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Labor & Employment Law: The Law Planet Blog
Heresy In The Practice Of Law - No Billable Hours!
By Dobin & Jenks
A recent blurb in the ABA Journal weekly newsletter struck a chord with me. A law firm in Boston has banned billable hours. What's next, not billing for faxes and copies? How will a firm ever make money without billing its clients in 360-second increments?
I like billing. It puts food on my family's table and keeps the lights on here at the office. On the other hand, I am terrible at keeping time records. I'm not inaccurate about it, it's just that I would prefer to do things other than record my time, particularly in those 360-second increments. Flat fee billing avoids the possibility of under-billing, which is my "problem" (I should be in a "meeting" - My name is Marc and I underbill. The crowd responds - Hello, Marc.)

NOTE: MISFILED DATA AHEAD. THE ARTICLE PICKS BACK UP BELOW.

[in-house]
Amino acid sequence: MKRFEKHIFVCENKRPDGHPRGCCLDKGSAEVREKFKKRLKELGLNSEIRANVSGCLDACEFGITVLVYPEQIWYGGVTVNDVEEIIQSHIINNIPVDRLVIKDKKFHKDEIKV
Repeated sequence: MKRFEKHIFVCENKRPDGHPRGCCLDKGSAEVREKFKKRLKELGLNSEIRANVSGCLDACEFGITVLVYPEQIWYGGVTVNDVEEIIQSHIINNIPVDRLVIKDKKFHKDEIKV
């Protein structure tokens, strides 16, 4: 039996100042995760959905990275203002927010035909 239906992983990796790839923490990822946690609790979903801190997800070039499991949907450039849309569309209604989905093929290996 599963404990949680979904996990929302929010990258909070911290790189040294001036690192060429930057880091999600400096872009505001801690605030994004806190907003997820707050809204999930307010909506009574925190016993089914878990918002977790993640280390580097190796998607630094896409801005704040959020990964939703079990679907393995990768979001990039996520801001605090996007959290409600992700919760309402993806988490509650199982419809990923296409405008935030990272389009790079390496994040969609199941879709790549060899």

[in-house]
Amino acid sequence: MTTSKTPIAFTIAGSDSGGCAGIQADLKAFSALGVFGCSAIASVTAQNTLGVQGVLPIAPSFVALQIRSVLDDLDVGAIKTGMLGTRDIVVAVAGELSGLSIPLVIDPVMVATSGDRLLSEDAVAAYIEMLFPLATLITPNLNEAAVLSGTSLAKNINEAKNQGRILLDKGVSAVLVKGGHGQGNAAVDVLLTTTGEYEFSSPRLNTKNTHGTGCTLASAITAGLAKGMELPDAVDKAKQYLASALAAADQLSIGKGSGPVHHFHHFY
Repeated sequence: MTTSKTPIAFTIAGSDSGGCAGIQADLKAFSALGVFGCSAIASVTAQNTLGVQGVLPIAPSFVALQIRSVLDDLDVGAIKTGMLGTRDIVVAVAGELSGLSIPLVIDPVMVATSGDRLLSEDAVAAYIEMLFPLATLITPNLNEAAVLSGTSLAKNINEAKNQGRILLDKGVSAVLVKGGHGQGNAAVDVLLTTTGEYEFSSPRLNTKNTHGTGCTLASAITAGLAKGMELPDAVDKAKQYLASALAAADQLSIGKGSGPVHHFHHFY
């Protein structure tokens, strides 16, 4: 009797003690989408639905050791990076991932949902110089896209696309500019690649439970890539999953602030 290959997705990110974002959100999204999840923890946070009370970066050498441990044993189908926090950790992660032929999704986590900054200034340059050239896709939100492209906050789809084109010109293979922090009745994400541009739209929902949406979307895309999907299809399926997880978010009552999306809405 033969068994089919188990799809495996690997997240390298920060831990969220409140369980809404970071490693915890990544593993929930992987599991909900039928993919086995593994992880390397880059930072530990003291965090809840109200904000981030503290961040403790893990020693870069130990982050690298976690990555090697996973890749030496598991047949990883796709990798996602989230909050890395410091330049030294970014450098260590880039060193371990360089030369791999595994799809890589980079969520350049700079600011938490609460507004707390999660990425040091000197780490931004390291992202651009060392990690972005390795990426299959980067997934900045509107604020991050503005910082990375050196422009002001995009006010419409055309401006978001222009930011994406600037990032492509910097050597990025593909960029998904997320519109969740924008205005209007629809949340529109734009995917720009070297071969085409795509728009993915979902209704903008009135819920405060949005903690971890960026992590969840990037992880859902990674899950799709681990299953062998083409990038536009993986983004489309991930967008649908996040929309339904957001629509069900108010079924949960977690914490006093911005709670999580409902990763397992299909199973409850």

I have worked on flat fee "projects" in the past and have been happy with them. It really enables the client to control their legal expenses and enables the lawyer to do the work without regard to cost to the client. There are any number of hourly cases I have settled where I knew that the settlement resulted in the disappearance of piles of anticipated billable hours.
But what if we had a flat fee environment? What if we had a menu for each case where a case of a certain size and type is handled for a fixed price, regardless of the timing of its resolution, either through settlement or adversary proceeding? What if cats and dogs could live together in harmony? Maybe the world is flat?
I like flat fee billing. I'm going to see if it can work for us. And when you see a cat grooming a dog, you'll know that flat fees are taking over the world.
That's the view from The Law Planet - Jupiter, Florida.
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